Suriname - Infrastructure, power, and communications

Suriname's poor transportation deteriorated further due to neglect during the period of military rule in the 1980s. The country has 4,530 kilometers (2,814 miles) of road, about 26 percent of which are paved. Although these roads have been joined together into 1 integrated system with the construction of bridges across the Coppename and Suriname Rivers in 1999 and 2000 respectively, they are overwhelmingly concentrated in the northern coastal region. Transportation into the heavily forested and sparsely populated interior is still extremely difficult. The logging and bauxite industries use Suriname's 166 kilometers (103 miles) of railway; others must depend on the river system, whose 1,200 kilometers (746 miles) of navigable waterways are an essential means of travel and transport, and on air transport. Paramaribo, the capital, is the major seaport and handles around 500 to 600 vessels a year. There are about 46 airports throughout the country, but only 5 paved runways. International air links are through Johan Adolf Pengel Airport outside Paramaribo.

Telecommunications are largely the preserve of the state-owned Telesur, though the private-sector operator ICMS is also active, and there are plans to open the industry up to full competition. Services are generally good, and infrastructural development has seen the number of telephones rise from 71 per 1,000 people in 1985 to 152 in 1998. By the late 1990s, there were 18 radio stations, 3 television stations, and 1 Internet service provider.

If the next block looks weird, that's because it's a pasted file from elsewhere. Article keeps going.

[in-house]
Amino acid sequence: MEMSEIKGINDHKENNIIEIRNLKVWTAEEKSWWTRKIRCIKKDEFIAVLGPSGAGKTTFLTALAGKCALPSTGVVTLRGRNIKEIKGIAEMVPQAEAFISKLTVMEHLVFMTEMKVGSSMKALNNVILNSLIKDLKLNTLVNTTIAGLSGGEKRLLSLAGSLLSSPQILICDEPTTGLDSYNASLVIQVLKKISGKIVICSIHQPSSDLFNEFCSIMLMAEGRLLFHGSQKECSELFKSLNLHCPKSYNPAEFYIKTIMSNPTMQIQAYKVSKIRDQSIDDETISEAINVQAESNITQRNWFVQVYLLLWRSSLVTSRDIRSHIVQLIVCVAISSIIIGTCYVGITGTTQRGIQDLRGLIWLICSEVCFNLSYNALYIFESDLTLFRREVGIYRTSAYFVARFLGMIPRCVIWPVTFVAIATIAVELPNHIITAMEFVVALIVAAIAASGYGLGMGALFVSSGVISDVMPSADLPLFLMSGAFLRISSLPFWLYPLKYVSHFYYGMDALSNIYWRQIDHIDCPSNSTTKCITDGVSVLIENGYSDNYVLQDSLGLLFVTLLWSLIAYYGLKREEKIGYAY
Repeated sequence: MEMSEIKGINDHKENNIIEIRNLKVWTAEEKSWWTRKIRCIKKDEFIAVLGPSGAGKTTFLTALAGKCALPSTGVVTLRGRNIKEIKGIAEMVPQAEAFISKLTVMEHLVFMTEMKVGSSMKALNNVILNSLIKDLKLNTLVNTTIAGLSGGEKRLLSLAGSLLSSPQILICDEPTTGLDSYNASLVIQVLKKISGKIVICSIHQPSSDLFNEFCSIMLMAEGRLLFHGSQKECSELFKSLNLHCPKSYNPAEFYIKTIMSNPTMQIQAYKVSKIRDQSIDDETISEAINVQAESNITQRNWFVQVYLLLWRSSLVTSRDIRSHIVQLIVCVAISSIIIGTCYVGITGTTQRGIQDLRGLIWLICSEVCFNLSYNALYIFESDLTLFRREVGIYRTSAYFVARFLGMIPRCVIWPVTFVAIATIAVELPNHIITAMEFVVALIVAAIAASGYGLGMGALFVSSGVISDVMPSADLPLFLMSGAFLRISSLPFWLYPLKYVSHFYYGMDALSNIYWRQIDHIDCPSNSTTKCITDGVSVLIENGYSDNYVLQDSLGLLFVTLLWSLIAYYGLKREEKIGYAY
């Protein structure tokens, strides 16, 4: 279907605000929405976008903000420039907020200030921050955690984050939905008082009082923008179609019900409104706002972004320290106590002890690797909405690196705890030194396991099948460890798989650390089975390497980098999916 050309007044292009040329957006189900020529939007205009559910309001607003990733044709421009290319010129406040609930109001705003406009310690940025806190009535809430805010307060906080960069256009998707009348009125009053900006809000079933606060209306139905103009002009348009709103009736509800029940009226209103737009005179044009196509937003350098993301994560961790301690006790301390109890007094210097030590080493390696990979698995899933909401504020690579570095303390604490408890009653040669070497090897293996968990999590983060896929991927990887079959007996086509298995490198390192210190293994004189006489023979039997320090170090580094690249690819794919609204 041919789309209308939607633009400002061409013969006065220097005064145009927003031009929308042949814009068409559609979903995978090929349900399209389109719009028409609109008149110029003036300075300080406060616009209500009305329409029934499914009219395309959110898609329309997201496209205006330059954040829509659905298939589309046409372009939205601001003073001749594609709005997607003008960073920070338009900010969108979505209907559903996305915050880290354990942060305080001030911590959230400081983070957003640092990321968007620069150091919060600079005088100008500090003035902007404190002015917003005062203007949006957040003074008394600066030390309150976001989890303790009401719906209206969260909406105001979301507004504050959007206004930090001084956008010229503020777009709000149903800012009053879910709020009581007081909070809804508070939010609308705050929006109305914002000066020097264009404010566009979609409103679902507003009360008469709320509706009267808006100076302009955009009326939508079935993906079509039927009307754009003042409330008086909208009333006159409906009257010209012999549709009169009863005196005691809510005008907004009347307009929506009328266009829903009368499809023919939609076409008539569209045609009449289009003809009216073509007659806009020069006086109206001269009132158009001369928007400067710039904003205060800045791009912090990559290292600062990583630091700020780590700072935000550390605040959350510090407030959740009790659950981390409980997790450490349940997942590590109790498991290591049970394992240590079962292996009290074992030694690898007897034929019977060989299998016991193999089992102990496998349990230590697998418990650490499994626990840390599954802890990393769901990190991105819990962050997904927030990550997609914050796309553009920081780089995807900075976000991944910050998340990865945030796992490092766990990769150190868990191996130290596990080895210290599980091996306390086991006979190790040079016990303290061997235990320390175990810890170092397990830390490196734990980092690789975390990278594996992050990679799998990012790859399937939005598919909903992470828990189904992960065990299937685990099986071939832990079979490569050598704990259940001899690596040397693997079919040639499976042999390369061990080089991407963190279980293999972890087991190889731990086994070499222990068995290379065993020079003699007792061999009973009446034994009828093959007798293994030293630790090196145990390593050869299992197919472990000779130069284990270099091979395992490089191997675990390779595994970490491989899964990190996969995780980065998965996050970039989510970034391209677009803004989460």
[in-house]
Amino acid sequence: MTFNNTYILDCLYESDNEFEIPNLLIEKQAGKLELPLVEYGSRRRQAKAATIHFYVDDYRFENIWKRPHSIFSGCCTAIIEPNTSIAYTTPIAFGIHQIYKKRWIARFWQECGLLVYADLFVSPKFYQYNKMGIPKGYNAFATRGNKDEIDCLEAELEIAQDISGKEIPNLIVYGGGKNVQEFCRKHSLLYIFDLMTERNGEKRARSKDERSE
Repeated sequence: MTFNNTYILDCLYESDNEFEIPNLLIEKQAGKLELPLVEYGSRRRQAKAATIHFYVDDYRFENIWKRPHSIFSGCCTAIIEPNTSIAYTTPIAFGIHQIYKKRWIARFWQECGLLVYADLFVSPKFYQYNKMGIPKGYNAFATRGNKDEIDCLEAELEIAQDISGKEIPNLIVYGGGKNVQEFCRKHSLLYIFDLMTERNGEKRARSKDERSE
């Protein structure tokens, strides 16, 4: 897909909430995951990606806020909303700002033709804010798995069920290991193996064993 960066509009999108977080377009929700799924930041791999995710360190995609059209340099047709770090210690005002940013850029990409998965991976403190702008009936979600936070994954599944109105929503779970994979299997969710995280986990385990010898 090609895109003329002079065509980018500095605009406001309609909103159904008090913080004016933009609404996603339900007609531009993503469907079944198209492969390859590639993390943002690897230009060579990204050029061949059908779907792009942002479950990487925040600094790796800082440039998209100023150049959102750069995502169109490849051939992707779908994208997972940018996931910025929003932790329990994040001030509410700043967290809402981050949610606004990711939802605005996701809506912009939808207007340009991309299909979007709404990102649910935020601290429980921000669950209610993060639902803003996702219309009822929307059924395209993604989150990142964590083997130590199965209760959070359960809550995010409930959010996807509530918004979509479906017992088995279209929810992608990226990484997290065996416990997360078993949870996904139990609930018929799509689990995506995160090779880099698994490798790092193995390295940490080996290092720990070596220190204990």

Suriname is largely self-sufficient in energy production. Three-quarters of its power consumption is supplied by the state-owned hydroelectric stations at Paramaribo and Nickerie and by the Suriname Aluminum Company's station on the Blommestein Meer, whose electricity is bought by the government. Oil production at the Tambaradjo oil field outside Paramaribo is 12,500 barrels per day (more than 300 percent over its 1982 levels), which is enough to meet all of Suriname's own oil needs, and leave about 40 percent for export. The government is planning to develop the industry further but needs an overseas strategic partner to help it with the cost of exploration.

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